In The Trojan Horse in the City of God, Dietrich von Hildebrand accuses the self-styled postconciliar “progressives” of an incorrect view of virtue and truth. They behave, he says, as if one error could be counterbalanced by another, so that laicism is seen as the cure for clericalism, or contempt for tradition could counterbalance an ignorant attachment to it. It is like believing that what the coward needs is a dose of rashness, or what the prude needs is a visit to the brothel. But virtue is not an arithmetic mean between vices, and truth is not an arithmetic mean between errors. Indeed vices and errors that seem opposed to one another often spring from the same bad soil.
The “progressive,” then, sets his sight on a Christ of the imagination, always fading beyond the horizon ahead, in the land of Would Have: So Jesus, who notably did not choose any women among the twelve, must cede to the Christ Who Would Have, had He been among us now. People of every political stripe can play this game. The Jesus who said, “One cannot serve both God and Mammon,” must cede to the Christ Who Would Have defined our salvation in material terms, whether procured by free enterprise or the socialist leviathan. The Jesus whose clarion call for sexual purity forbids divorce must cede to the Christ Who Would Have smiled upon fornication, which is to set divorce at the very heart of the sexual act. The “progressive” is thus always two steps ahead of the Holy Spirit.
All of which begs the question, again, of truth. For if you are walking down into hell, progress is the last thing you need.
The applications of this are replete and it seems that von Hildenbrand may have had a pretty good handle on the things to come. The non-Roman Catholics who read this can gain every bit as much from it as those who share von Hildebrand's church.
“In the spirit of Vatican II” is a spirit that is defined a priori as suspicious of tradition and “open” to “modern culture...” It would seem that Lutheranism and other Christian traditions have ingested some of the spirit of Vatican II and the result of which is that we have become suspicious of our recent past and our catholic past and more open to modern culture (secular, entertainment oriented, and pleasure seeking).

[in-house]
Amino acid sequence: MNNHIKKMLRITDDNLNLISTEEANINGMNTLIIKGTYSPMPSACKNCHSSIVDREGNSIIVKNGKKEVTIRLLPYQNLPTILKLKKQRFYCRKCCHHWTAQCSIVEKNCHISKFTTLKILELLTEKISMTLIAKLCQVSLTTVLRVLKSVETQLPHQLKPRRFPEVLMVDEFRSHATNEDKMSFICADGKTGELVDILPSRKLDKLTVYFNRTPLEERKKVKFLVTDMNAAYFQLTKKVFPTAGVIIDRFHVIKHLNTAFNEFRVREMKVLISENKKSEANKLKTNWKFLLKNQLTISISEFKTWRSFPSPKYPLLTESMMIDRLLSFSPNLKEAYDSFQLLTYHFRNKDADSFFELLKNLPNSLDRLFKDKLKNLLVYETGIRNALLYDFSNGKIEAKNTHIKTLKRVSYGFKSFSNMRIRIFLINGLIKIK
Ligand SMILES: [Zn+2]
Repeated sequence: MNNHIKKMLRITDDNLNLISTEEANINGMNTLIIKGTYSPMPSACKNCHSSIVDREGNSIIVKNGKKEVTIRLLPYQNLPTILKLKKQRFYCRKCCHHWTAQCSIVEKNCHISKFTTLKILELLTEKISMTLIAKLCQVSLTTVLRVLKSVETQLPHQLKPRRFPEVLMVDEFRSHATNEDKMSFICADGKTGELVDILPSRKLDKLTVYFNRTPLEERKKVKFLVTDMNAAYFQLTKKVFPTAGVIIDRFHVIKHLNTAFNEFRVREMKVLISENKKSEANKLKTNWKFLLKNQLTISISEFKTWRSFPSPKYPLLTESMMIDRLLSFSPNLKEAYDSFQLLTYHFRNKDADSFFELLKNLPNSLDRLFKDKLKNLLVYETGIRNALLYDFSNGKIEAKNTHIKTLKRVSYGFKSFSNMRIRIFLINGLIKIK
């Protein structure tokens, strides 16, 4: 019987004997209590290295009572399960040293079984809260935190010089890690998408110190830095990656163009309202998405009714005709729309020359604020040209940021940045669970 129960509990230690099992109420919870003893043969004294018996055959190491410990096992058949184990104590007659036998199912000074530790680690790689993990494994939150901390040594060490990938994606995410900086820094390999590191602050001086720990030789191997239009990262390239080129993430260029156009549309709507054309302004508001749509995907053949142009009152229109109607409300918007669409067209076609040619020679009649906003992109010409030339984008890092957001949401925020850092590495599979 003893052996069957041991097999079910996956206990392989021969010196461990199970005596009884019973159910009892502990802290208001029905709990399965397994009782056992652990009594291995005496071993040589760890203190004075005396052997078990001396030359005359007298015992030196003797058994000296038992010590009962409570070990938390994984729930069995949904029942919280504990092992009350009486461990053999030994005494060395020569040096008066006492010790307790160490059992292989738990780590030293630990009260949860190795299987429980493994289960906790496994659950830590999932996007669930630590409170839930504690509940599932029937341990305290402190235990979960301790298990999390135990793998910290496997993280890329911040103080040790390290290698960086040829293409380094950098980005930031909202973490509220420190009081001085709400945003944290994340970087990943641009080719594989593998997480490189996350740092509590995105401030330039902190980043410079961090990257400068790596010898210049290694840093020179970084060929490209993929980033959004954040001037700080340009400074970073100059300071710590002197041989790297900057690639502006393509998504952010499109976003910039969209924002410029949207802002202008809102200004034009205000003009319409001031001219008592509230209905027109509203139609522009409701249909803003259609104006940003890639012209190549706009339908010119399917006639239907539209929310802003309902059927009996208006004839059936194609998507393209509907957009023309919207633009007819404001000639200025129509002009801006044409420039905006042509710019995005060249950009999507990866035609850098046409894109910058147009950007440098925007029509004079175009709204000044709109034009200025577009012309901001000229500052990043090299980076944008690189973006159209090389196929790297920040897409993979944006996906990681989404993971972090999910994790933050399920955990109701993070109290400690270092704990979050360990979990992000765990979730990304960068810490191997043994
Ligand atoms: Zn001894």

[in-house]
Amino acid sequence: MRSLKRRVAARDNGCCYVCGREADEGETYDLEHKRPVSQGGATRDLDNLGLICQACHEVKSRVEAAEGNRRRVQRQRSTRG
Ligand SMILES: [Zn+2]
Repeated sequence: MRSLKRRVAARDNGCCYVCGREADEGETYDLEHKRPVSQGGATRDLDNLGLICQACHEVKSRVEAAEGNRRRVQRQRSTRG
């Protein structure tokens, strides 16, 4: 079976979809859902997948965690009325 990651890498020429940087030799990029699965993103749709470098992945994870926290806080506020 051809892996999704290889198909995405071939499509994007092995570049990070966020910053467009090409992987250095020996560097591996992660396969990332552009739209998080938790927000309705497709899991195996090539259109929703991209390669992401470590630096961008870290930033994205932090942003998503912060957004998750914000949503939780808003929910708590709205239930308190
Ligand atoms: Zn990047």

HT to Anthony Esolen, about whom I know little, other than he teaches at Providence College and is a Senior Editor for Touchstone.
Non-Roman Catholics who read this will not gain as much as those who share von Hiildebrand's church, because, what he said is torn from the context of developments and controversies specific to that church.
We Lutherans may well note his opposition to the redefinition of Jesus in which Jesus emerges supporting what he had previously been held to oppose.
What we may not note, and which many Catholics themselves do not note or simply ignore, is that von Hildebrand is himself part of the school that produced these redefinitions, which school is based in phenomenology.
Von Hildebrand was a doctoral candidate under phenomenology's founder, Edmund Husserl, and was closely associated with Max Scheler, who took phenomenology further and whose own conversion to Catholicism deeply influenced his own.
A young doctoral candidate, a priest named Karol Wojtyla, wrote his dissertation on constructing Christian Ethics on Scheler's phenomenology.
Such efforts were part of a broad movement, not confined to doctrine or to liturgy, to bring both Christian thinking and worship out of the framework of Scholasticism in which it had existed for centuries during the Holy Roman Empire, whose remnants had just passed beneath the waved with WWI.
Phenomenology was key to this effort, to re-express both thought and practice in a modern way, not beholden to the patterns of Scholastic thought whose roots in turn were in ancient Rome and Greece.
His opposition to the "Christ Who Would Have" then is not the opposition of tradition to modern reinvention, but the opposition of a conservative modern reinvention to more liberal ones that take the reinvention farther. While this opposition has similarities to the opposition from tradition, it is not the same and is fundamentally misunderstood when invoked as if it were the same.
DvH for example despised the novus ordo, per se, not just "abuses", and thought the devil himself could not have better messed liturgy up. The "spirit of Vatican II" is not a distinct spirit, but the same spirit carried farther than its conservative proponents want it carried.
It makes no sense for us Lutherans to invoke him as a defence of traditional Christian thought yet include along with its traditional liturgy our own version of the new order, rites, calendar, lectionary and all, that proceeds from exactly the same thought. Like some sort of Lutheran version of the "reform of the reform" in which conservative non-traditional, ie postconciliar, Catholics try to reign in the more liberal ones. "Reform" is not at issue, just its extent, staying short of the entertainment orientation and pleasure seeking for a Jesus Would Have who would have kept the smells and bells of dressing up and playing church.
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